My recent experience was nothing like my first visit to Dihua Street 15 years ago when I was one of those shrieking students there on a school trip before the Lunar New Year. Back then, there were much fewer tourists. Candy shops blasted the kind of screechy Lunar New Year music that makes you cringe, not EDM beats and Pitbull. Most of the vendors were middle-aged or older, and, at least from what I recall, they were selling red paper decorations and fake firecrackers, not wine.
Next to a candy shop blasting Pitbull on their sound system, I find Titan Wu (吳孟寰) outside the Xia Hai City God Temple (霞海城隍廟). He’s helping a blind man navigate his way around the temple as a Japanese film crew, stumbling upon a group of school children, is trying to shoot a scene of visitors praying at a giant incense burner by the entrance.
Photo: Dana Ter, Taipei Times
“Temples in Taiwan have the same resonance as churches overseas,” says Wu, who has worked at the temple for over 10 years. “It serves as a peaceful and inviting place for people to pray.”
It seems very peaceful, I thought as the Japanese film crew attempts to cut me off by demanding an interview with Wu as well, while the giant incense burner, laden with too many incense sticks, suddenly erupts into flames, much to the horror of passersby.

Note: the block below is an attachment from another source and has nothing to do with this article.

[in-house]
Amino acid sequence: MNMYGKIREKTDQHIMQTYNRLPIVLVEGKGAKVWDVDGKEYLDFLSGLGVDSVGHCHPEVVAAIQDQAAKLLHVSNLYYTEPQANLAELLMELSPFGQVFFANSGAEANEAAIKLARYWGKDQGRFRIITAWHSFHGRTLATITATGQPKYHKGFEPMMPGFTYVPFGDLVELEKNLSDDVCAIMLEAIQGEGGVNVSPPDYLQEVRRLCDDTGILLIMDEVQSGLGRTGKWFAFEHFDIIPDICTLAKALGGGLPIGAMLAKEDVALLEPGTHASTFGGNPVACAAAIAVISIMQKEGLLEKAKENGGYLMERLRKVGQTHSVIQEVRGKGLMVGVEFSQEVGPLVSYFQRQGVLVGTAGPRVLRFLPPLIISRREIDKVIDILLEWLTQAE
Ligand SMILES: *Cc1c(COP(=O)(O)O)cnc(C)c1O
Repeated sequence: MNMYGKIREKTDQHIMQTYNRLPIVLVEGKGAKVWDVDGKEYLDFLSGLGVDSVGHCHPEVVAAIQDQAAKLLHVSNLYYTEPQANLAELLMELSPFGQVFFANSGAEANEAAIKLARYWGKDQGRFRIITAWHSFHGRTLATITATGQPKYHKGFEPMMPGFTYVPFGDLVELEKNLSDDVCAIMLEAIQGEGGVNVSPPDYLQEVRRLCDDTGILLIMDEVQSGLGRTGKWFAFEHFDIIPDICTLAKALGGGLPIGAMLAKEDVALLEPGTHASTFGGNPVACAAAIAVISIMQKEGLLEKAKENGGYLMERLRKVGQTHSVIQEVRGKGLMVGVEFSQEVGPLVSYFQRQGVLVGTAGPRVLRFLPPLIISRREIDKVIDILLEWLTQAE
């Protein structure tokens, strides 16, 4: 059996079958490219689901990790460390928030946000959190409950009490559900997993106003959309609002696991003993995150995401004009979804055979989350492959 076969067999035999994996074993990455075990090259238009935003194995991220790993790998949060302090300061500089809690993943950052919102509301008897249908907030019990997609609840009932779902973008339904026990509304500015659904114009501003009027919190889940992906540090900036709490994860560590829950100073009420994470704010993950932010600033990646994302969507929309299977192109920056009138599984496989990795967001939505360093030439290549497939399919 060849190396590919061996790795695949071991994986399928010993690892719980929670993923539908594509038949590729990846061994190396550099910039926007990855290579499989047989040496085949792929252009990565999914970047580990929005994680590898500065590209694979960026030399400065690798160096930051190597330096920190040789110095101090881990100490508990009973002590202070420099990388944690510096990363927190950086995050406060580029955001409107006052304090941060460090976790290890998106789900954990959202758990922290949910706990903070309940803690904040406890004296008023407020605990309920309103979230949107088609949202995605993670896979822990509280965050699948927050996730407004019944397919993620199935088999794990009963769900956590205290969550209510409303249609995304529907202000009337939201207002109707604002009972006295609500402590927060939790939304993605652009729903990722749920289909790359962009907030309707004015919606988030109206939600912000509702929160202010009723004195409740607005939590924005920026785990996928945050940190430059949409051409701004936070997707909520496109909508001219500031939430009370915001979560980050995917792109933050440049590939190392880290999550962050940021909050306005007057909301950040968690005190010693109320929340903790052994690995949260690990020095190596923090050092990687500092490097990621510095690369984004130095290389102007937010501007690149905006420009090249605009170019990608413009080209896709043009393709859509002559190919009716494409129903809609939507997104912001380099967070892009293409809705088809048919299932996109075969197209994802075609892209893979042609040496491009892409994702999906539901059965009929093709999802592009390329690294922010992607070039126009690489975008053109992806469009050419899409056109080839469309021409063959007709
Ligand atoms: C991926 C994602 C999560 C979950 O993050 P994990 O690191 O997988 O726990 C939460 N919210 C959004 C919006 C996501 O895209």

The temple, which opened in 1859 after three years of construction, still serves as the hub of Dadaocheng. Wu tells me he’s seen an influx of visitors coming here to bai bai (拜拜), or pray, throughout the year. While single people pray to the “Old Man Under the Moon” (yuexia laoren, 月下老人), who’s also known as the matchmaking god, to help them find a spouse, married people pray to the City God’s wife (chenghuang furen 城隍夫人) for anything from continued marital bliss to earning big bucks.
Wu, by the way, is relieved that he doesn’t have to pray to the matchmaking god anymore.
Unsurprisingly, the temple sees an upsurge in visitors during festive seasons like the Lunar New Year. Except nowadays, it’s become more of a tourist spectacle in much of the same way as the rest of Dihua Street.